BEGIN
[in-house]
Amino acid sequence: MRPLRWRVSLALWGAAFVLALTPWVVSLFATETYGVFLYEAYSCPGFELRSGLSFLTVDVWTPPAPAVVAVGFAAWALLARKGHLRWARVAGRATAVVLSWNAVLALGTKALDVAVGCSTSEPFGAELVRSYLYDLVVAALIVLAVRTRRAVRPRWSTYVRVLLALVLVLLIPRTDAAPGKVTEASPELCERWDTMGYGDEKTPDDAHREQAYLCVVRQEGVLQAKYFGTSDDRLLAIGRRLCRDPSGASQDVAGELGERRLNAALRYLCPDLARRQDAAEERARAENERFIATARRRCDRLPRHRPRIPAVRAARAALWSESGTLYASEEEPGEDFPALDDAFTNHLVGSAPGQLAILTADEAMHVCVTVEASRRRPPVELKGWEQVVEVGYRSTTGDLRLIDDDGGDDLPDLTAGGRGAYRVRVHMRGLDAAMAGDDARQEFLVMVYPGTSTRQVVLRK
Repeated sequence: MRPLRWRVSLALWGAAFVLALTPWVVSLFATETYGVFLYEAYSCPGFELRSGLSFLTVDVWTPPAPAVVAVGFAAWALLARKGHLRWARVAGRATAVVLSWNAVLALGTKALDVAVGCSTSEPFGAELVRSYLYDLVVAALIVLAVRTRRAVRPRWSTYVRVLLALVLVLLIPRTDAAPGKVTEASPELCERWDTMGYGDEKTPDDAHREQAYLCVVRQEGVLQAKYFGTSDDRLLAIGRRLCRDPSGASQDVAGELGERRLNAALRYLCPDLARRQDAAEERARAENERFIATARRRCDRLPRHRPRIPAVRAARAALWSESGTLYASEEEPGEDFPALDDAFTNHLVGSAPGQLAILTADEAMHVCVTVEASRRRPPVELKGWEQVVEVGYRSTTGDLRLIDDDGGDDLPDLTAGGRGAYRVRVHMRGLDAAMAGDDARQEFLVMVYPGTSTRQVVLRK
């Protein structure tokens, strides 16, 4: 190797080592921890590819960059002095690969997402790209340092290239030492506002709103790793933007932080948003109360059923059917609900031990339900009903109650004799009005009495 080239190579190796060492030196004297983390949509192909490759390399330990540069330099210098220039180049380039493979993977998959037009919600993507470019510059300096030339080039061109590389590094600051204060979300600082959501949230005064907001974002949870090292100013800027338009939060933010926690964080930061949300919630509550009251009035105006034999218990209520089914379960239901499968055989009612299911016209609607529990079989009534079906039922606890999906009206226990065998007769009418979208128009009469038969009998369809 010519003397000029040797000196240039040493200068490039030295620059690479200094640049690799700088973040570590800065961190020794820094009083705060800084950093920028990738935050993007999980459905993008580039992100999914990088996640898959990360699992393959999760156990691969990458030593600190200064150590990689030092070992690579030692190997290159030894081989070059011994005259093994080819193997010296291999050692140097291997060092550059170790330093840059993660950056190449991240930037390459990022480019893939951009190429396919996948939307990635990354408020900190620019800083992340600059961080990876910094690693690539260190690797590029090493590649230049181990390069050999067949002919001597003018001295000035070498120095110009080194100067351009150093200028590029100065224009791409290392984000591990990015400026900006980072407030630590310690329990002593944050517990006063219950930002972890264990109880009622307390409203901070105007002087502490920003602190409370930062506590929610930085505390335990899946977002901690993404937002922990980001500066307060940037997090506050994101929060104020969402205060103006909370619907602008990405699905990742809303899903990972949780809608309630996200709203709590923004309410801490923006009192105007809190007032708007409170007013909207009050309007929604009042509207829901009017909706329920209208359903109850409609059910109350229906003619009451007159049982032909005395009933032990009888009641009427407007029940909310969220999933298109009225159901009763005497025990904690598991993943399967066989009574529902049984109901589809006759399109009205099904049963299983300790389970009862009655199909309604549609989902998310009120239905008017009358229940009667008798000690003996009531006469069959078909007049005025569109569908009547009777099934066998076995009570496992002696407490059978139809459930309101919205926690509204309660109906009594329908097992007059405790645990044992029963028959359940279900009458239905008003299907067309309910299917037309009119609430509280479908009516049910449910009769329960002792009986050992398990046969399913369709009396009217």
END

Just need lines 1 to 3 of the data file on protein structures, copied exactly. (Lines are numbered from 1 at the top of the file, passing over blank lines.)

[in-house]
Amino acid sequence: MRPLRWRVSLALWGAAFVLALTPWVVSLFATETYGVFLYEAYSCPGFELRSGLSFLTVDVWTPPAPAVVAVGFAAWALLARKGHLRWARVAGRATAVVLSWNAVLALGTKALDVAVGCSTSEPFGAELVRSYLYDLVVAALIVLAVRTRRAVRPRWSTYVRVLLALVLVLLIPRTDAAPGKVTEASPELCERWDTMGYGDEKTPDDAHREQAYLCVVRQEGVLQAKYFGTSDDRLLAIGRRLCRDPSGASQDVAGELGERRLNAALRYLCPDLARRQDAAEERARAENERFIATARRRCDRLPRHRPRIPAVRAARAALWSESGTLYASEEEPGEDFPALDDAFTNHLVGSAPGQLAILTADEAMHVCVTVEASRRRPPVELKGWEQVVEVGYRSTTGDLRLIDDDGGDDLPDLTAGGRGAYRVRVHMRGLDAAMAGDDARQEFLVMVYPGTSTRQVVLRK
Repeated sequence: MRPLRWRVSLALWGAAFVLALTPWVVSLFATETYGVFLYEAYSCPGFELRSGLSFLTVDVWTPPAPAVVAVGFAAWALLARKGHLRWARVAGRATAVVLSWNAVLALGTKALDVAVGCSTSEPFGAELVRSYLYDLVVAALIVLAVRTRRAVRPRWSTYVRVLLALVLVLLIPRTDAAPGKVTEASPELCERWDTMGYGDEKTPDDAHREQAYLCVVRQEGVLQAKYFGTSDDRLLAIGRRLCRDPSGASQDVAGELGERRLNAALRYLCPDLARRQDAAEERARAENERFIATARRRCDRLPRHRPRIPAVRAARAALWSESGTLYASEEEPGEDFPALDDAFTNHLVGSAPGQLAILTADEAMHVCVTVEASRRRPPVELKGWEQVVEVGYRSTTGDLRLIDDDGGDDLPDLTAGGRGAYRVRVHMRGLDAAMAGDDARQEFLVMVYPGTSTRQVVLRK